Korea brings its bling to Detroit
In Detroit, Hyundai yesterday introduced its all-new 2015 Genesis, the highly anticipated launch of its second-generation premium sedan in the North American market.
Korea’s largest automaker said the full-size premium sedan represents a “bold step” forward for the company as it continues its strategy of marketing premium models under the Hyundai brand, rather than a costly separate luxury brand.
The new Genesis will be built at the automakers’ Ulsan plant with U.S. sales beginning in the spring, at a price starting below $40,000, according to Hyundai.
While the original Genesis won the prestigious North American Car of the Year award after its introduction in 2009, Hyundai is promising the latest Genesis will be better due to its upgraded features.
For the second-generation Genesis, Hyundai is offering a four-wheel-drive system called HTRAC for the first time in its sedan, hoping to appeal to customers in the snowy areas of the United States. It is also offering an application that allows Google Glass, the wearable computer by Google, to control “pre-drive” functions such as remotely starting the car or finding it in a parking lot.
“Hyundai is proud to bring our next-generation Genesis sedan to eager U.S. consumers in just a few short months,” Mike O’Brien, vice president of corporate and product planning at Hyundai Motor America, said in a release. “Market expectations for the new Genesis are understandably high, and we’re confident the Genesis’ combination of superb dynamics, bold design, class-leading safety and driver-focused technologies will exceed those expectations by a large margin.”
The automaker had overall sales of 720,783 units in the United States last year, up 2.5 percent from 2012, but it was a lagging performance considering that the overall market grew 7.7 percent year-on-year. Hyundai’s market share was 4.6 percent.
For this year, Hyundai is hoping to sell about 740,000 units and claim a market share of 4.7 percent, according to David Zuchowski, who became Hyundai Motor America’s new CEO this year, replacing John Krafcik.
Zuchowski, who previously worked for Ford and Mazda, told local media that with the release of the new Genesis and the next-generation midsized sedan Sonata later this year, a better supply of top-selling models, which were hit by labor issues in Korea last year, will help the company to achieve its goals.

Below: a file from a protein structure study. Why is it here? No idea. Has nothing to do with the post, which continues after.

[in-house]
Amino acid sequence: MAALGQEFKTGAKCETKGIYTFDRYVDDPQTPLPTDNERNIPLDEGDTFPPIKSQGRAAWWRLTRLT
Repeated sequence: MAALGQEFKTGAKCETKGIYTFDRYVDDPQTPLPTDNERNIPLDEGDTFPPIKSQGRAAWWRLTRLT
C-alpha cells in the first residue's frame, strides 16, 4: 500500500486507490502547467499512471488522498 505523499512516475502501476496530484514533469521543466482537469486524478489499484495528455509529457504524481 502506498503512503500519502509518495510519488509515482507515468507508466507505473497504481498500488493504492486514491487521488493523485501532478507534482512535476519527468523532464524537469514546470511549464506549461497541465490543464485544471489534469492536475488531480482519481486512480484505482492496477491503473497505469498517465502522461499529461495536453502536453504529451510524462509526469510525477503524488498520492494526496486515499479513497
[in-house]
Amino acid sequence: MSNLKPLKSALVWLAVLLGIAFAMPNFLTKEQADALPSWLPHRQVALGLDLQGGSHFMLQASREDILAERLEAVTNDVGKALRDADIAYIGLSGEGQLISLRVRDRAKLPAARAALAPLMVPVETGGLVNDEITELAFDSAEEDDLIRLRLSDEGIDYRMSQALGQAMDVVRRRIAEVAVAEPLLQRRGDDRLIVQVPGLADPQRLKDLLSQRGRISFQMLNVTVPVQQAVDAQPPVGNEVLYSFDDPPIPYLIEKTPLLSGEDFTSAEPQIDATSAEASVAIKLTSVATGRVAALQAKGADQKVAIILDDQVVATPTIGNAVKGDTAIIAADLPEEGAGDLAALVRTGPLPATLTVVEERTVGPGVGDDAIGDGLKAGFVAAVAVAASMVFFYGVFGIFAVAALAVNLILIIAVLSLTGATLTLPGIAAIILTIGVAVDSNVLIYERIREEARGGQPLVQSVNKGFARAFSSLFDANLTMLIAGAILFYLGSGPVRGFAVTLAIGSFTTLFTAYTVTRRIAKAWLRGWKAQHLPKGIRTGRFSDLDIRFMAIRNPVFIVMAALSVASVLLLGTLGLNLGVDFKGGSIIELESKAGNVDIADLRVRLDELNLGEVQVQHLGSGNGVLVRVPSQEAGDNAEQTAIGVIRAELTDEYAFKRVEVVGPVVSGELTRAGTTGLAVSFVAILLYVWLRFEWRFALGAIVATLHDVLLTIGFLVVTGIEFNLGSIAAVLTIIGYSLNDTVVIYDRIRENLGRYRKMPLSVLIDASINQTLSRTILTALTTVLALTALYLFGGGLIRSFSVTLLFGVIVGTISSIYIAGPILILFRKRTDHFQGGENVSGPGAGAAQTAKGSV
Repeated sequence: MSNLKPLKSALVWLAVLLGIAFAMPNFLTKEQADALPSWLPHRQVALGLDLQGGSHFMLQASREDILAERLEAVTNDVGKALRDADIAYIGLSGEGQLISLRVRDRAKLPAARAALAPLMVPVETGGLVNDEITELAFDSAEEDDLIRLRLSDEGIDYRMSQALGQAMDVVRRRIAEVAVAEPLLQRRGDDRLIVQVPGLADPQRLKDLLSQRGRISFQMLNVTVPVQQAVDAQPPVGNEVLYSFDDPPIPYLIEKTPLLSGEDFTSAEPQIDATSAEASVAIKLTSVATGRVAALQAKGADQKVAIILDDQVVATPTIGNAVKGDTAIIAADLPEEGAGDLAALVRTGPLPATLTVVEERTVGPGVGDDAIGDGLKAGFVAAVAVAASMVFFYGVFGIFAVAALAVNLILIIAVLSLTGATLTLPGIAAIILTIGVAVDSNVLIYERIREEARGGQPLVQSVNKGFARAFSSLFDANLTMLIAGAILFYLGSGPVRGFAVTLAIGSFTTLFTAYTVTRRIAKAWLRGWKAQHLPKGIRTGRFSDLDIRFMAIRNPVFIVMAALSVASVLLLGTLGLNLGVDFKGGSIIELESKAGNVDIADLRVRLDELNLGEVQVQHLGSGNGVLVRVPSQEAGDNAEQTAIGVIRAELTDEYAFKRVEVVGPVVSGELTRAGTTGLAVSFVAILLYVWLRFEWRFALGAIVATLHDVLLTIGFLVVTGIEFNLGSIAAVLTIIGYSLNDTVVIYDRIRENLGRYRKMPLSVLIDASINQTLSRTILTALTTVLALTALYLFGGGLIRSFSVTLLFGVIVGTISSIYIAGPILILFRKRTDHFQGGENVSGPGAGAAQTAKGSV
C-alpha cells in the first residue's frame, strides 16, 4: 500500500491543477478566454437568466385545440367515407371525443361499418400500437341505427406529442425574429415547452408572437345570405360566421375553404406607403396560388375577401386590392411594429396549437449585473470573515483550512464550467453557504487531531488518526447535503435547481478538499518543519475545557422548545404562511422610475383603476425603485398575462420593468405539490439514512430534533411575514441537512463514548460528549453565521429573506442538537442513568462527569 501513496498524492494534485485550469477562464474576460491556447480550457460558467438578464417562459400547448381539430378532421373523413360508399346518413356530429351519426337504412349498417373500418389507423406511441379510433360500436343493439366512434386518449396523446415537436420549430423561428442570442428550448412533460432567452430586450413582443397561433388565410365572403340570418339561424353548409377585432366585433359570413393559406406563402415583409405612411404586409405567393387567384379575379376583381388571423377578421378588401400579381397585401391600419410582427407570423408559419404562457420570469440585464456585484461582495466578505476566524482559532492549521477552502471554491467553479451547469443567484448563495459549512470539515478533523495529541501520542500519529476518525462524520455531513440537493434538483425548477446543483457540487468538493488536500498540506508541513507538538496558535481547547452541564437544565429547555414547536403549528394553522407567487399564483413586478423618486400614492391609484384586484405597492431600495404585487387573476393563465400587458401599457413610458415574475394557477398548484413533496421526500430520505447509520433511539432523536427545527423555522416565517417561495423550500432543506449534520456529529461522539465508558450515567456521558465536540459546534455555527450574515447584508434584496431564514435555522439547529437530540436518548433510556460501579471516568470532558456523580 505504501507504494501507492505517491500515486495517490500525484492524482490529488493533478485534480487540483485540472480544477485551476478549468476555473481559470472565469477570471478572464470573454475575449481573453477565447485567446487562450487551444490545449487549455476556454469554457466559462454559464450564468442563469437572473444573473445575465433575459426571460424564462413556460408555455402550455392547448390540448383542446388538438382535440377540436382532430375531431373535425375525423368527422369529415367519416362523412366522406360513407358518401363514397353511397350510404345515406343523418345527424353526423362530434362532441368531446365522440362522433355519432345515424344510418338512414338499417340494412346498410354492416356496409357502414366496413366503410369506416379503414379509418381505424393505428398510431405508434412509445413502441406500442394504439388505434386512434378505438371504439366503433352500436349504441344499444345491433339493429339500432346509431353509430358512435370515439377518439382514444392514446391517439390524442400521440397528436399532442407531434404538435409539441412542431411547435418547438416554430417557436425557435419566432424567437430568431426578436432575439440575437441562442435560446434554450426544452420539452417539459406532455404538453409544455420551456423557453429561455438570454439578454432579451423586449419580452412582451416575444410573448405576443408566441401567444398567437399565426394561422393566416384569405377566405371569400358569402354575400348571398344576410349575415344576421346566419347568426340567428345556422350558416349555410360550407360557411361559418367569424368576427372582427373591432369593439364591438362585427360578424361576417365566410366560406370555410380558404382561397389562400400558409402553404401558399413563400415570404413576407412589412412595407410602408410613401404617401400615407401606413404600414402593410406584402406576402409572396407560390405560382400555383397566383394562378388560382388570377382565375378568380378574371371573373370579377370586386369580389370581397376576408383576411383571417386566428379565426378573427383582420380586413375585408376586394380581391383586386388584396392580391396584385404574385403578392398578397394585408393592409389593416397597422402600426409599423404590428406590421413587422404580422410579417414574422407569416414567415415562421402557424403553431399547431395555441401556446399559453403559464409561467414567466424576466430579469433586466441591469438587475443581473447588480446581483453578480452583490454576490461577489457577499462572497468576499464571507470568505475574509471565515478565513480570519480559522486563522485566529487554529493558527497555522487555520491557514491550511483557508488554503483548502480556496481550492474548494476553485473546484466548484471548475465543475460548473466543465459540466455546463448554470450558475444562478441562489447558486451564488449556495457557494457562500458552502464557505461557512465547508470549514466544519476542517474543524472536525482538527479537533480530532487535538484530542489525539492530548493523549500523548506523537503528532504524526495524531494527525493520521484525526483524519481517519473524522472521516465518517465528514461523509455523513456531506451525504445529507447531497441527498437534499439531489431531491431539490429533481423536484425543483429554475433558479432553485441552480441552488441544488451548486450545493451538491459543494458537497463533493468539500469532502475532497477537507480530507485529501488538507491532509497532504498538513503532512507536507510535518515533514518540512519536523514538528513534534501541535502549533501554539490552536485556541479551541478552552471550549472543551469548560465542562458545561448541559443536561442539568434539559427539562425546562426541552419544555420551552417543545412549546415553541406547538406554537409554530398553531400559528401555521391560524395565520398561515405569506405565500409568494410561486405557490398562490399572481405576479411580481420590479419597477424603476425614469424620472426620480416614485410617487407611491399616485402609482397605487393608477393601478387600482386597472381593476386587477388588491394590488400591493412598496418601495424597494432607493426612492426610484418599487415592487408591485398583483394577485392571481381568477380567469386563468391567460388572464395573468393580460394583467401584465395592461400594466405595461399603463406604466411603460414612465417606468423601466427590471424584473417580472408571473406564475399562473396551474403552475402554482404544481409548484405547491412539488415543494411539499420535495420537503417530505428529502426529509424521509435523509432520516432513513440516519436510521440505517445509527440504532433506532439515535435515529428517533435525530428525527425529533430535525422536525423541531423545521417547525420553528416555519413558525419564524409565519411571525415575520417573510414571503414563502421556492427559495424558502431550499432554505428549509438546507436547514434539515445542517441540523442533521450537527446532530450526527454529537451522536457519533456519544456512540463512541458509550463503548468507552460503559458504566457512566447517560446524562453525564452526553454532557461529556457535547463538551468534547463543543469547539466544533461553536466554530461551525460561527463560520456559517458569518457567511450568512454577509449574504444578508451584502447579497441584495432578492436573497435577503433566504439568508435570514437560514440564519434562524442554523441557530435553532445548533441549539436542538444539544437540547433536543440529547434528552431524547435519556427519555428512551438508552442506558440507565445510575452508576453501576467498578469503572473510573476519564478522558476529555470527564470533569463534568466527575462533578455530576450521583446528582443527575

Meanwhile, Kia Motors joined Hyundai at the auto show to exhibit the GT4 Stinger concept car and its flagship sedan K900, known as the K9 in Korea.
The GT4 Stinger, a compact sport car equipped with a 2.0-liter turbocharged gasoline direct injected (T-GDI) four-cylinder engine that produces 315 horsepower, is tabbed as a future rear-drive performance model for Korea’s second-largest automaker.
“Driving enjoyment was the number one priority in designing the GT4 Stinger,” said Tom Kearns, chief designer for Kia Design Center America, in a release. “The GT4 Stinger is a throwback to days when driving a car was a visceral experience that wasn’t muted by electronic gimmickry.”
Kia said its U.S. design team in California approached the GT4 Stinger project with an eye toward weight reduction, functionality and pure driving enjoyment, boosted by its on-track success in the Pirelli World Challenge racing series with a pair of turbocharged GTS-class Optimus.
“If anyone were to ask if Kia has the credibility to build a car like the GT4 Stinger, I would simply point out that Kia races and win against some of the world’s most legendary performance brands,” Kearns said.
Kia said its flagship sedan K900 will go on sale in the United States in the first quarter. The company said that with the release of the K900 it has completed a full production lineup from the small car segment to luxury cars.
The automaker is trying to turn around a struggling performance in 2013, which marked a 4 percent decrease to 535,179 units.
BY JOO KYUNG-DON [firstname.lastname@example.org]